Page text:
Some economists believe the challenge of caring for an aging population in the United States is grave enough to dramatically change our national wellbeing in the 2030s and beyond. That’s right. The workforce issue is not simply a crisis that affects seniors and their families who need access to services. It’s not just a crisis that keeps those who serve seniors up at night. The direct and indirect costs of caring for seniors could potentially be enough of a drag on both our federal and state budgets and nationwide productivity that, without a solution, our collective standard of living will be markedly reduced in the years to come.
The Zero-Sum Battle for Caregivers Doesn't Increase Supply
Why is the solution to our workforce problem so vexing? One reason is that we tend to behave along the lines of zero sum competition: Someone graduates from a particular educational setting, they go out into the world seeking employment, and then Company A or Company B tries to wrestle that person out of the marketplace. But only one of those companies can win the battle for that candidate’s services.
Prior to the moment the candidate entered the marketplace, though, neither Company A nor Company B had an incentive to influence MORE candidates to come into their field since, acting alone, their investments are subject to free riding by competitors. An increased supply of candidates by, say, two times would alleviate the zero sum dynamic and allow both Company A and Company B to be successful.
A Collective Solution to Attracting Caregivers
The word “collective” is, we believe, the key to heading off the impending economic and social malaise of not being able to care for our seniors. Meaning, to raise the tide of the industry we should cooperate at a collective level instead of competing at the company level.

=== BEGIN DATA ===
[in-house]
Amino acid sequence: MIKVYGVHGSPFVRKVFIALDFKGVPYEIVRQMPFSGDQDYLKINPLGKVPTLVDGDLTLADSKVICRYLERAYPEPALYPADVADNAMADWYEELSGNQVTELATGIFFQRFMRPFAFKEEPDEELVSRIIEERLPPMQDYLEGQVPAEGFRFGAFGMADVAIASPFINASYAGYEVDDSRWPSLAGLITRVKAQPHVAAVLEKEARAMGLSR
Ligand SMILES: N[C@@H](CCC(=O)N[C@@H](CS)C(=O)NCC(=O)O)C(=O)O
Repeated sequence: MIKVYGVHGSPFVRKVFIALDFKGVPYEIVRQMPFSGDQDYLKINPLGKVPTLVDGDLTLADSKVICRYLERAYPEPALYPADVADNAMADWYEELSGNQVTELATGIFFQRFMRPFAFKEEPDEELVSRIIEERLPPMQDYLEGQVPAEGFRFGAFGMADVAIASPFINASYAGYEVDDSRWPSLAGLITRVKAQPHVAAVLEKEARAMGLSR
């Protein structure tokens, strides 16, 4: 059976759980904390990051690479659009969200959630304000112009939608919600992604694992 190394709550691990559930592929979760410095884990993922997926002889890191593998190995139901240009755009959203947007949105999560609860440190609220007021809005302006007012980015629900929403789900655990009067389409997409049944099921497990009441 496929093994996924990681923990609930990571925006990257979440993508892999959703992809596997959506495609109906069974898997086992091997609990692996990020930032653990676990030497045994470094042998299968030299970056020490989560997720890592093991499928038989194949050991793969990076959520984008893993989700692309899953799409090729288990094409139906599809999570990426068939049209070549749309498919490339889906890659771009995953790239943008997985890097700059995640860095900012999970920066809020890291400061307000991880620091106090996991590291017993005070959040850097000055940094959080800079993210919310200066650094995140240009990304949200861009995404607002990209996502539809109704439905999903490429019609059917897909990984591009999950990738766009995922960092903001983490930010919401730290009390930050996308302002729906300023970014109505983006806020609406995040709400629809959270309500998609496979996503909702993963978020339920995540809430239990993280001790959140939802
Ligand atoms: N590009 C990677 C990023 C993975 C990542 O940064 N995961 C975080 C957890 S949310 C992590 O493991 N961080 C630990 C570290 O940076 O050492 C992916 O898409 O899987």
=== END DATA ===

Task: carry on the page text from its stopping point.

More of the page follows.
While this ethos is counter to our innate sense that business is a competitive endeavor, there are other models – namely, cooperative models – we can draw upon to alleviate the competitive dynamic. Most notably, member-owned cooperatives are widespread in areas like agriculture, industry-specific group purchasing, and the energy sector.
Cooperatives offer several advantages over the traditional go-to – non-profit organizations (NPOS) – for enabling collaboration among competitors:
Advantages of Cooperatives
Versus having to refresh foundational capital year to year, cooperative membership capital is retained until such time as the group can support itself as a profit-generating concern.
The benefits of the cooperative – including the distribution of surplus – flow exclusively to the cooperative members.
With industry-wide stakeholder representation and governance, there is less potential for the mission of the group to be hijacked by a minority.
If you are interested in working cooperatively on a solution to the home care workforce challenge, please email Tim Bateman to start a conversation!